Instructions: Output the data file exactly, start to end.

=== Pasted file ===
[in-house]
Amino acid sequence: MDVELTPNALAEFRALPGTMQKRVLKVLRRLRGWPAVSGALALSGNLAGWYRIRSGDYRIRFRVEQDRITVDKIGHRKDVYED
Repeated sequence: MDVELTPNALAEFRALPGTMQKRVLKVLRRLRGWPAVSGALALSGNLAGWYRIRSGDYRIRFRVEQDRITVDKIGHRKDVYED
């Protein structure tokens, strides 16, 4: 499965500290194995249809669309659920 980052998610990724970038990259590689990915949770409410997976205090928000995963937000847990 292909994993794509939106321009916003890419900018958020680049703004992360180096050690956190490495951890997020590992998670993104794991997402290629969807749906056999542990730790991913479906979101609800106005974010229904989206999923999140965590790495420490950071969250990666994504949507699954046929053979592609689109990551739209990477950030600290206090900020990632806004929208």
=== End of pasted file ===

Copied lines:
[in-house]
Amino acid sequence: MDVELTPNALAEFRALPGTMQKRVLKVLRRLRGWPAVSGALALSGNLAGWYRIRSGDYRIRFRVEQDRITVDKIGHRKDVYED
Repeated sequence: MDVELTPNALAEFRALPGTMQKRVLKVLRRLRGWPAVSGALALSGNLAGWYRIRSGDYRIRFRVEQDRITVDKIGHRKDVYED
């Protein structure tokens, strides 16, 4: 499965500290194995249809669309659920 980052998610990724970038990259590689990915949770409410997976205090928000995963937000847990 292909994993794509939106321009916003890419900018958020680049703004992360180096050690956190490495951890997020590992998670993104794991997402290629969807749906056999542990730790991913479906979101609800106005974010229904989206999923999140965590790495420490950071969250990666994504949507699954046929053979592609689109990551739209990477950030600290206090900020990632806004929208």